Congratulations! By having a vision of something greater than what you’re in now, you have achieved half your goal of having your own band. But that was the easy part. The other half takes sustained, hard work, and there are no shortcuts. But if you’re serious about starting a band, you’ll find the work enjoyable.

First Steps

As with any new venture, time spent planning what you want to accomplish and how you’re going to go about it is never wasted. (That’s especially true if you’re launching this new project with another musician.) As badly as someone may want to climb Mount Everest, he doesn’t wake up one morning, decide to climb that day, and immediately set out. It’s the same with a band, a business startup, or a marriage. You’ll be far more satisfied with your band if you don’t skip these first steps.

  • Begin with the end in mind. Be very clear with yourself about why you want to form a band in the first place. Know what kind of music you want to play. Covers? Originals? Rock? Progressive? Jazz? You’ll want to have a clear direction in mind before you begin inviting other musicians to the party.
  • Write a good mission statement. If your mission is to just play out and have a good time, don’t expect to attract great players or book huge gigs. Your statement should address where you want to go, what you’re going to do to get there, when you expect to arrive, who will help you, and how you intend to get it done. A mission statement solidifies direction in the minds of all involved and helps discourage time-wasters from auditioning.
  • Set measurable goals. Identify specific dates for key events, such as hiring personnel, learning songs, and recording a demo. Establish how often you need to play out and where. Come up with actual dollar figures you think the band can make its first year, second year, and so on. Write these down, and make sure your new band members buy into them.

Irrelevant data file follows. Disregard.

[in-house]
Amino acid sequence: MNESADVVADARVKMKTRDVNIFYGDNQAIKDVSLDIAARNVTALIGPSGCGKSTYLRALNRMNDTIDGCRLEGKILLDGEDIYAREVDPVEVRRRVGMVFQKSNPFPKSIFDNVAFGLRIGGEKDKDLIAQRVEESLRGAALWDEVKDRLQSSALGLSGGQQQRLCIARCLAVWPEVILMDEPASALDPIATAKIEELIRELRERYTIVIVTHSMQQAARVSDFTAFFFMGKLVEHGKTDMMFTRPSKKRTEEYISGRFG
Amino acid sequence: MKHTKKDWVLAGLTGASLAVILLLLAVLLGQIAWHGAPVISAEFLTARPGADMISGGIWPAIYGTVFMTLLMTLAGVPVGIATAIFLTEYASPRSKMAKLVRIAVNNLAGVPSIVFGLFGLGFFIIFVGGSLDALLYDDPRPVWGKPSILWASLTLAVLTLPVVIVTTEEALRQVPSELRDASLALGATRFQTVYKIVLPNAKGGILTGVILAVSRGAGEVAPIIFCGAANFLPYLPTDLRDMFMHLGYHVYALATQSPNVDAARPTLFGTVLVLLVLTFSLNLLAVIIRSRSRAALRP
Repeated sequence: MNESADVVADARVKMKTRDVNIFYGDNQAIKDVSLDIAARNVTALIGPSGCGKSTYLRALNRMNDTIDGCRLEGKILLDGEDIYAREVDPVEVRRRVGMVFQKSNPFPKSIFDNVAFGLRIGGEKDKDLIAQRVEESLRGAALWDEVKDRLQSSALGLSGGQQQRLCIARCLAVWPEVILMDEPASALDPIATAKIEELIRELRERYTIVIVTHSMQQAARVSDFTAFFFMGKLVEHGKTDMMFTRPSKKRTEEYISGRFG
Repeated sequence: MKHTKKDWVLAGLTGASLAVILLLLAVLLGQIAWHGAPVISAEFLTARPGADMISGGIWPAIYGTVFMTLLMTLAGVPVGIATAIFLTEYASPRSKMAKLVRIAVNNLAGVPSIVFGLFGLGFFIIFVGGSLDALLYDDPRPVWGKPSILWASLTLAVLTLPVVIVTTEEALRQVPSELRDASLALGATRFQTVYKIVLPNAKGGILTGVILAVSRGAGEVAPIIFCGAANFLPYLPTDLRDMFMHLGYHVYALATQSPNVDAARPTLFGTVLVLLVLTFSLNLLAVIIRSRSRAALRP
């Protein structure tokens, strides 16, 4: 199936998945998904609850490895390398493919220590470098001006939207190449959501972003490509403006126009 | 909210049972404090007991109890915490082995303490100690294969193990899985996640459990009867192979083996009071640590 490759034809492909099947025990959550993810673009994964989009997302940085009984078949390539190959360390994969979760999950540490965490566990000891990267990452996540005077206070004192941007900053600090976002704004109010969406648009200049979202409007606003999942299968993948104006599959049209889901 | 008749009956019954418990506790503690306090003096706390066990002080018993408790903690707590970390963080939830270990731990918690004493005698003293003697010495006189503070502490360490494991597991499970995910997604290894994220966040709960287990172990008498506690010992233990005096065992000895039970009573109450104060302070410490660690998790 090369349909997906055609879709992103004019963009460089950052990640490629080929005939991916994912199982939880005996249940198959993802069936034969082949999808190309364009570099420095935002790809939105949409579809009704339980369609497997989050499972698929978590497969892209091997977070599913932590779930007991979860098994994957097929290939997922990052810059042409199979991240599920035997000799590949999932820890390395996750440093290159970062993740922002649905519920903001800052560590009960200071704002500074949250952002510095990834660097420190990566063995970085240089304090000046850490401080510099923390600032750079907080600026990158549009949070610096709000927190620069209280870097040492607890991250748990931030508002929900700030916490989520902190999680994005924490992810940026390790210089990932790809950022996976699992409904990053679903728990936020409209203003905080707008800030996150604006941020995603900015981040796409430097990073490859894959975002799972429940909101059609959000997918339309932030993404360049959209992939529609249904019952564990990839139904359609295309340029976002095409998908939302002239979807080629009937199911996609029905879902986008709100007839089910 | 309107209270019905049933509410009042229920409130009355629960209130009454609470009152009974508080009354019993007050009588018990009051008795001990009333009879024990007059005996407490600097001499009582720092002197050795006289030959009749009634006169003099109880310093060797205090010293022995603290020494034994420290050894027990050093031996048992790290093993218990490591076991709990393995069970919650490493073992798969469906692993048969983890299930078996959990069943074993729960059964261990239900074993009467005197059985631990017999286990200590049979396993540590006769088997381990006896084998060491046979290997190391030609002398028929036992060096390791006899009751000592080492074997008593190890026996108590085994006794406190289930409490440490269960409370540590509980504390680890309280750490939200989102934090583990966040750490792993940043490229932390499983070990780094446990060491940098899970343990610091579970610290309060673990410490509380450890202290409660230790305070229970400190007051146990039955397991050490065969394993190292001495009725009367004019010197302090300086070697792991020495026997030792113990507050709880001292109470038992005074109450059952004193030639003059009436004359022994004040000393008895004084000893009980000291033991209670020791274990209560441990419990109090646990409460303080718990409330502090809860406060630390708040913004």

• Write down your rules. Be sure to make clear what you will and will not tolerate when the band is together. Never assume anything. Communicate your policies on drugs, alcohol, punctuality, preparedness, and so on to all who audition.
  • 03-Social-Media-Management8777Start networking now. You probably have a Facebook page, but don’t ignore other social media platforms that can help you as well. LinkedIn is a great site for musicians, as a profile there says you’re serious about the art and business of music. And with 340 million users, Google Plus shouldn’t be ignored. Use a combination of these networks to identify clubs and their owners. Contact them now, before you build your band, and start building relationships with them. This will help you later on, when your band is ready to play out.

Don’t be discouraged if these first steps take a couple of months or more. Better to plan thoroughly now than to wing it later on. Besides, if you don’t have time to do it right, when will you have time to do it over?

Getting the Band Together

Now that your planning is done (or almost done), it’s time to put the band together.

  • Don’t rely on classified ads to find musicians. Craigslist is fine, but you should also contact other musicians to find out who they know. Turn to your networks on LinkedIn and Facebook to help you identify good prospects. Visit some music stores and pick the brains of the salespeople. They’re better than any website when it comes to knowing people that are looking for bands. There are also sites that help bands and musicians find each other, such as Bandmix and the new Giggem.
  • Hire the right musicians. They need to be a little better than you are, or at least at the same level. If they’re better, you’ll be challenged more. And be willing to wait. The good ones are probably working, and you may need to make your case to them more than once. Besides, a bad hire wastes your time and sets you back.
  • Establish a regular rehearsal schedule. It’s better to have short, effective rehearsals than marathon sessions. Two or three hours is plenty of time if everyone is on time and comes prepared. (Those are two of your rules, right?) You may feel the urge to push a session past that, but you’ll just wear everyone else down and lose any efficiency you thought you’d gain.